When you open it, you’ll be greeted with a square capture screen, looking at you through the front camera. If that reminds you of Snapchat, you’re not alone. It puts recording front and centre, it’s got a few filters, and even a bunch of overlays. Fortunately, the similarities end there.
Ultimately, Clips is a new-age video editor. Don’t let that term’s ageing connotations drive you away; this is not a professional’s tool by any means. Clips is to Final Cut Pro what your Sunday gully cricket tournament is to the IPL. At the same time, it’s good enough to let you create (somewhat) professional looking content.
The more video-inclined in you are probably thinking: “But I already have iMovie to fill that niche.” That’s true. For a bit of casual creative fun, iMovie on a Mac has its appeal. On the iPhone’s screen, though, it’s a whole different story. And with video slowly taking over most social apps – just scroll through your Facebook feed, if you don’t believe us – Apple’s willing to bet that Clips will find suitable use.
Before you dive in with the new app, here’s what you should know.
Recording, and customisation
Clips offers three ways of creating video – you can click a picture or capture a video from within the app, or pull in something from your existing iPhone library, aka the Photos app. All three options are located right below the viewfinder. No matter what you pick, it’s reformatted to always fit a square aspect ratio, which is bit of a bummer. The one good thing is that you can manually swipe around with panoramas, and then Clips smooths out the motion later.
Apple has baked in four ways of customising individual clips – “Live Titles”, that is text, filters, overlays, emoji, and “posters”, which are basically title cards. Filters, overlays, and posters are straight-forward to use. You pick one from the options, drag them around for placement, and can double-tap to edit the text within. Unfortunately, just like Snapchat, the emojis here don’t render in high-res. Unicode, are you listening?
The first of those – Live Titles – is the most interesting aspect, as Clips can transcribe and lay out it on the video, synchronised to your talking speed. You can choose from a variety of options for the text’s appearance, and then you narrate to your iPhone while you hold the record button.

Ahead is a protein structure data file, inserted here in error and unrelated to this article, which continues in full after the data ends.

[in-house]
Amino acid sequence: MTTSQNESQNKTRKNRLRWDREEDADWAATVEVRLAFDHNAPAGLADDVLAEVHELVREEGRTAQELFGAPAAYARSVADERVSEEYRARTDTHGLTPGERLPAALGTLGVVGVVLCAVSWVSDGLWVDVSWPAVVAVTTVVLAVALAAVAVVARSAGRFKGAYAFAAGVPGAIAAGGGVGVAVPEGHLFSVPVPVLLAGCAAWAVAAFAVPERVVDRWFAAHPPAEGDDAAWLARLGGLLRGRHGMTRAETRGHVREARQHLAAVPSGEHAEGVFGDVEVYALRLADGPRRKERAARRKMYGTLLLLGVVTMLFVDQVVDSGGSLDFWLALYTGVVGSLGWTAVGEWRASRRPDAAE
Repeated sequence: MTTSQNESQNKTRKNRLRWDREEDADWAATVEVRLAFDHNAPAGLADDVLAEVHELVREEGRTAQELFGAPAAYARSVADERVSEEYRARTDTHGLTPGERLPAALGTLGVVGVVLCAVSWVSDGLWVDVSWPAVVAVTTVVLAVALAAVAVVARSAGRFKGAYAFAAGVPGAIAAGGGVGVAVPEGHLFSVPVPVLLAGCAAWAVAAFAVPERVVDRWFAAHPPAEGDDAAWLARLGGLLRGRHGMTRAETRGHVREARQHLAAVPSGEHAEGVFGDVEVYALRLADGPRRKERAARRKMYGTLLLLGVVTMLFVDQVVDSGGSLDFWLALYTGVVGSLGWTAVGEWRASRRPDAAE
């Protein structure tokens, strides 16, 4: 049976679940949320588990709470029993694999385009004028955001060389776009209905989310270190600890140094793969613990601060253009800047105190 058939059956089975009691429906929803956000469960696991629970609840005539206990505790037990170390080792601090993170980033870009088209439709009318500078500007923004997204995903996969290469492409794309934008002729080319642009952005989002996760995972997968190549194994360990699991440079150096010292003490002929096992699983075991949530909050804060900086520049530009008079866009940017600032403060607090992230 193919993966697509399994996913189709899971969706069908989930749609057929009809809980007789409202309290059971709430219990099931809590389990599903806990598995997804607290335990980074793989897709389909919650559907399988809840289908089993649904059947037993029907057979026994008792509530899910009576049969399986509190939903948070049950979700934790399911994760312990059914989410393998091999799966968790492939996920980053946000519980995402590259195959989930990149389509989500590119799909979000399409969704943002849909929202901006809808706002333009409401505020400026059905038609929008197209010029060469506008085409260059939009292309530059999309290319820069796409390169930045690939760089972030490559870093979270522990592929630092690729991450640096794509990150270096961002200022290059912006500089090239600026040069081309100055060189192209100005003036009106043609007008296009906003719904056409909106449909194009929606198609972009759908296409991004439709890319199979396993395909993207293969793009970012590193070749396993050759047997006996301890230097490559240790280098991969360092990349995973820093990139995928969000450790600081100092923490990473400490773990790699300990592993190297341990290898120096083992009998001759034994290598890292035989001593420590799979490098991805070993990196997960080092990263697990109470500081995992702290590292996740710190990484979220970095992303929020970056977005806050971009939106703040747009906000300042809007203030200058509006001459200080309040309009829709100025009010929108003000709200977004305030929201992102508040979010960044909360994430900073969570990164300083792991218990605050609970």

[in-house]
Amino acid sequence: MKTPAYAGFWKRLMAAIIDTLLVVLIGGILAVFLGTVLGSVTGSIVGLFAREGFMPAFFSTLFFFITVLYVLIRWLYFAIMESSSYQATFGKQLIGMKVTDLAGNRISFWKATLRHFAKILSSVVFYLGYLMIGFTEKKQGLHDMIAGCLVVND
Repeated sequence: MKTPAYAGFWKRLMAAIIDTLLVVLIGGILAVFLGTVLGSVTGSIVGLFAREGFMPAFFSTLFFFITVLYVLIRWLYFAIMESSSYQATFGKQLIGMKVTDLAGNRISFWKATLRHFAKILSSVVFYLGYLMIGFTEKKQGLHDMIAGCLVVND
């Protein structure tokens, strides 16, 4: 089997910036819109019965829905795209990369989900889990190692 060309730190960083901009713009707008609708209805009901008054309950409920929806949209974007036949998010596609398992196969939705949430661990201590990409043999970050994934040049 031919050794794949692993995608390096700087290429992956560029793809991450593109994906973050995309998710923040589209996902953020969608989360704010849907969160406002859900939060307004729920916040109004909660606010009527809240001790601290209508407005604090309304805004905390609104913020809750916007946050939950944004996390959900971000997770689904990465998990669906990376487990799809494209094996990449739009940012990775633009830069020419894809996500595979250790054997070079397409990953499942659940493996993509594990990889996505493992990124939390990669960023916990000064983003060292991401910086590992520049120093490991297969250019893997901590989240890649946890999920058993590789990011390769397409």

Once you’ve done that, Clips will show you how your video looks with the text. You can choose to retain your speech, the text version, or both. Those are good options to have, considering how much video we watch these days tends to be silent video. You can also pause playback at any moment, and double-tap to edit the text if the voice recognition fails.
It doesn’t make for the most intuitive functioning, overall. Clips doesn’t make it clear what button does what – the microphone button doesn’t record audio, it’s meant to mute you instead. Moreover, the transcribed text doesn’t appear until you’re done speaking. And if you forget to choose Live Titles before hitting the record button, you can't convert it to text later. Not cool.
Editing, and sharing
All video clips go into a timeline at the bottom. You can tap on any individual clip to play with its length, mute it, or get rid of it. To reorder the clips, just hold down and drag them left or right. If you import an existing video with audio, and record a voiceover, the mute option is clever enough to recognise the tracks as separate – you can unmute the recorded audio, or the original audio.
Clips also lets you bring in background music to layer over the full video. That’s the icon in the top-right. You can either pick from over a dozen soundtracks supplied by Apple, or head into your personal music collection. Apple Music tracks are unfortunately not covered in the latter, which is rather disappointing considering Apple made this app itself.
Once you pick your favoured song, Clips will layer it across your video. It even handles mixing on its own, making sure your narration doesn’t get drowned by the music. The only let down with the audio aspect of Clips is that you can't fine-tune the selection, or alter the volume yourself.
If you’re satisfied with your creation, you just touch Done in the bottom-right of the timeline. When you tap the share button, you can either save the video (in full-HD) to your library, or share it on the social networks you prefer. In addition, there’s a new iMessage tray above that.
Apple says it uses facial recognition tech to identify people in your videos, and suggest iMessage contacts accordingly. We’re not sure how well this works, but it didn’t pick up any of the faces during our initial testing, and reverted to a list of recent contacts.
Clips is easy enough to play with, and it’s still advanced enough to set itself apart from Snapchat, Boomerang (from Instagram), or Facebook’s new camera. It’s much closer to what Adobe – the maker of professional video tools – has been trying on phones for some time, first with Premiere Clip, and later with Spark Video.
Adobe being Adobe, both those apps offer much more granular control than Clips. If that’s more you, check them out if you haven’t already. Live Titles are unique to Clips though, and Apple’s wide influence could act in its favour. Or maybe not, who knows.
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